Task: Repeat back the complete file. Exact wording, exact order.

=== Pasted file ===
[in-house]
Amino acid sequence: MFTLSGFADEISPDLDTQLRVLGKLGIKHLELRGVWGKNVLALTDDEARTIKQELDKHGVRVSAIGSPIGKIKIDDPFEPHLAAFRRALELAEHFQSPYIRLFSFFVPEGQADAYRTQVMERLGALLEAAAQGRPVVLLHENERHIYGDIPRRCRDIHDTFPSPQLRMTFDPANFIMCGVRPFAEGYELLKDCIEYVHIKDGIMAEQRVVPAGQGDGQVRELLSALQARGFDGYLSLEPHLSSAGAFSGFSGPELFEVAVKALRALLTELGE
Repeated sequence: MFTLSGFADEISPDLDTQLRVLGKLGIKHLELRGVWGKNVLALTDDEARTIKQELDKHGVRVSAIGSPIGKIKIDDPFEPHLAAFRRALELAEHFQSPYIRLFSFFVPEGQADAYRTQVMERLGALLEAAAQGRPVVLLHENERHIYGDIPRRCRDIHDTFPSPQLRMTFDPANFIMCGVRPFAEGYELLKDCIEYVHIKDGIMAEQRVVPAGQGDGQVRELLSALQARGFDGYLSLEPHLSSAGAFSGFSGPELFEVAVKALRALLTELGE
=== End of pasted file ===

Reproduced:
[in-house]
Amino acid sequence: MFTLSGFADEISPDLDTQLRVLGKLGIKHLELRGVWGKNVLALTDDEARTIKQELDKHGVRVSAIGSPIGKIKIDDPFEPHLAAFRRALELAEHFQSPYIRLFSFFVPEGQADAYRTQVMERLGALLEAAAQGRPVVLLHENERHIYGDIPRRCRDIHDTFPSPQLRMTFDPANFIMCGVRPFAEGYELLKDCIEYVHIKDGIMAEQRVVPAGQGDGQVRELLSALQARGFDGYLSLEPHLSSAGAFSGFSGPELFEVAVKALRALLTELGE
Repeated sequence: MFTLSGFADEISPDLDTQLRVLGKLGIKHLELRGVWGKNVLALTDDEARTIKQELDKHGVRVSAIGSPIGKIKIDDPFEPHLAAFRRALELAEHFQSPYIRLFSFFVPEGQADAYRTQVMERLGALLEAAAQGRPVVLLHENERHIYGDIPRRCRDIHDTFPSPQLRMTFDPANFIMCGVRPFAEGYELLKDCIEYVHIKDGIMAEQRVVPAGQGDGQVRELLSALQARGFDGYLSLEPHLSSAGAFSGFSGPELFEVAVKALRALLTELGE